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I was reading a learning python book, and this was in one of the examples so I was wonder if this meant something.

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closed as not a real question by Lennart Regebro, JBernardo, NullUserException Dec 20 '11 at 5:48

It's difficult to tell what is being asked here. This question is ambiguous, vague, incomplete, overly broad, or rhetorical and cannot be reasonably answered in its current form. For help clarifying this question so that it can be reopened, visit the help center.If this question can be reworded to fit the rules in the help center, please edit the question.

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Please show a more complete example. It's probably part of a regex? –  agf Oct 22 '11 at 2:25

2 Answers 2

up vote 0 down vote accepted

This is a really weird way of explaining it but: .* when used in files means a group of files... like if you used fruits.* instead of fruits.apple, it would be like saying fruits.apples, fruits.oranges, fruits.bananas, and any other files in the fruits group.

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This is one thing that .* can mean, in certain contexts, but not the only thing. –  agf Oct 22 '11 at 3:01
    
And, as you previously stated, the question-asker did not provide either of us with very much information to work with. –  Gabe Oct 22 '11 at 3:08
    
Yes, but without a note that this was only one possibility, your answer could be misleading. –  agf Oct 22 '11 at 3:11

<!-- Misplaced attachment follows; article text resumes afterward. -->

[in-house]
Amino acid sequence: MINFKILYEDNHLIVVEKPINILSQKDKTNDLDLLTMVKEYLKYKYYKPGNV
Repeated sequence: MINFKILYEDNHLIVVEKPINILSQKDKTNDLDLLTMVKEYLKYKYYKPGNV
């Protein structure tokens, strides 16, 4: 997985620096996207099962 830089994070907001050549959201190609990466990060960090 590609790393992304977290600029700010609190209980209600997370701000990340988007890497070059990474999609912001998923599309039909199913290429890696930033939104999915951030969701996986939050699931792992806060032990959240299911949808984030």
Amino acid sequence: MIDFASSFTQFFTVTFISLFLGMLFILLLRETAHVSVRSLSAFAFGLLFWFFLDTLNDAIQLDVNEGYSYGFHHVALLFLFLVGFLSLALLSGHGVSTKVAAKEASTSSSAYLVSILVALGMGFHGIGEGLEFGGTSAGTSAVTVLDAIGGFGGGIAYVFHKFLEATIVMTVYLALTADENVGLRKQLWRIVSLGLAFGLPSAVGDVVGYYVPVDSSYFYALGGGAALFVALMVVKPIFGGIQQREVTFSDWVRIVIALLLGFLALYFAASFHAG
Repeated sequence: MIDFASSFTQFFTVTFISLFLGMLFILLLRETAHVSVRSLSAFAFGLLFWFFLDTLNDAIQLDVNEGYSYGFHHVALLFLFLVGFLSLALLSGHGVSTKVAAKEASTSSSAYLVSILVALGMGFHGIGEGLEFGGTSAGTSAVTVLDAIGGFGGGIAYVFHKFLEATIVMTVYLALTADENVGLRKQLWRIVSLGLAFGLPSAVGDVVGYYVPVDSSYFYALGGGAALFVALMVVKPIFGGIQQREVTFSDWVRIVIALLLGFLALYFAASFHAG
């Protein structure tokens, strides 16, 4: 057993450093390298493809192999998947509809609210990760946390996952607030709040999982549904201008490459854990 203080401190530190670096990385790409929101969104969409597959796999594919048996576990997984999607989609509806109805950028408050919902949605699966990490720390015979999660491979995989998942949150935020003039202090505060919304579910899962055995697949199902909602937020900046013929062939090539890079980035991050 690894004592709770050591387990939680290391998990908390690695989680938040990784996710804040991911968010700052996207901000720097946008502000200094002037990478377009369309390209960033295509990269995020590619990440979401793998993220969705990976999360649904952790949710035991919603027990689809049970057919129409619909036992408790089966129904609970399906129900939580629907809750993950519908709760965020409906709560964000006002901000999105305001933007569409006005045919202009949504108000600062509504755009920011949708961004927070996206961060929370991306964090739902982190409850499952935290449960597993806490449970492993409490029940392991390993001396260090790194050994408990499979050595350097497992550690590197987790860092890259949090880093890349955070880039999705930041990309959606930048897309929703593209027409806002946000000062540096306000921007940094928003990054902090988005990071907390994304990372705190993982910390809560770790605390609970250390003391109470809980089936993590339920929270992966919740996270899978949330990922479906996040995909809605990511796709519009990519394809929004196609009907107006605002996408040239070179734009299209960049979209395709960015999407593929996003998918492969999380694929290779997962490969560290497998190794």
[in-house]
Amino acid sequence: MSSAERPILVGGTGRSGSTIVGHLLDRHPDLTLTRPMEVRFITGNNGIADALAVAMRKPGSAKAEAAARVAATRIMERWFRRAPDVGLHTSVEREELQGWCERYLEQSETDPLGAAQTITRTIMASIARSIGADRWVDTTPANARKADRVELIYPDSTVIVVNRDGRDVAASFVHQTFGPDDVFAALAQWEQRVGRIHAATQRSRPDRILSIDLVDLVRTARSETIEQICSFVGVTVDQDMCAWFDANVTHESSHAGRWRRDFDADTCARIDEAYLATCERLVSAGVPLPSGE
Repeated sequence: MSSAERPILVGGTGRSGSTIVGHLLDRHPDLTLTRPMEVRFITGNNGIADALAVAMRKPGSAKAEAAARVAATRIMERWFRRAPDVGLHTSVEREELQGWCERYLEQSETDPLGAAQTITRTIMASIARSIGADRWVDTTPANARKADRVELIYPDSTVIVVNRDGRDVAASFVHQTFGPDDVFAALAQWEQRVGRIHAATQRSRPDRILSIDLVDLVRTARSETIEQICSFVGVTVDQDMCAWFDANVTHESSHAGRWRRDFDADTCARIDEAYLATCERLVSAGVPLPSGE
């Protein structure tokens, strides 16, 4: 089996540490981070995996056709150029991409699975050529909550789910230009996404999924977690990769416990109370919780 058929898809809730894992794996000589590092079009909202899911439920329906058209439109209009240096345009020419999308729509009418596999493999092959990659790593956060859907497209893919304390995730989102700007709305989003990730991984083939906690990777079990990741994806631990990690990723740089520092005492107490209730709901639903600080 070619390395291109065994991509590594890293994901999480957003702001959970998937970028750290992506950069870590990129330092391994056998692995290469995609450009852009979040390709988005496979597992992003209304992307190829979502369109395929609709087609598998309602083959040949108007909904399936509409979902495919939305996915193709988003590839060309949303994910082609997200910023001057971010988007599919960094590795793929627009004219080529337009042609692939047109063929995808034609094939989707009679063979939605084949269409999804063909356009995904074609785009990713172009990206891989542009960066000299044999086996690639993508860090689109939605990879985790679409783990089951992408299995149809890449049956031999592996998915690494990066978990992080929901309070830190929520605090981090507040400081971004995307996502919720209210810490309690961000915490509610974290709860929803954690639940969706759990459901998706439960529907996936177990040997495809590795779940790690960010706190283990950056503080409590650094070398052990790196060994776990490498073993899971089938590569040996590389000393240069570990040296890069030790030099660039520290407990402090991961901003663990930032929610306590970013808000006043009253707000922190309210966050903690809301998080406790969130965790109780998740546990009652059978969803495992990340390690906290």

But my answer could also be correct –  Gabe Oct 22 '11 at 3:20
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I didn't downvote, I added a comment. It was aimed at future readers / the OP, not you. –  agf Oct 22 '11 at 3:26

(.*) doesn't mean anything specific in Python. However, it can mean specific things to certain functions when a part of a string. Hence '(.*)' might mean something to a function, although it means nothing to Python itself. Since

Two functions that do take strings containing (.*) are glob.glob, fnmatch.fnmatch and the re modules functions.

In glob and fnmatch it is '*' that has special meaning, it means "anything". You typically use it to match filenames:

>>> import glob
>>> glob.glob('/tmp/foobar.*')
['/tmp/foobar.tmp', '/tmp/foobar.txt', '/tmp/foobar.conf']

And you can also list everything with a specific ending:

>>> import glob
>>> glob.glob('/tmp/*.txt')
['/tmp/foobar.txt', '/tmp/frotz.txt', '/tmp/wfsh.txt']

Hence, in these modules '(.*)' would mean anything starts with (. and ends with ) with anything in between it.

In the re module you handle regular expressions. regular expressions is a highly magical text matching language. There '.' means "any character (except newlines, unless you set a special flag to make it mean newlines as well)", and '*' means "zero to infinite amount of repetitions of the previous match". Hence '.*' means "pretty much anything", and is a common thing to stick into regular expressions, as 'foobar.*' would mean anything that start with foobar.

Parenthesis means "groups", and to know what that mean you'll just have to read the documentation. You probably won't get it without some experimentation so you see what happens.

Basically '(.*)' matches anything. I'm assuming your regular expression has text before and after it as well?

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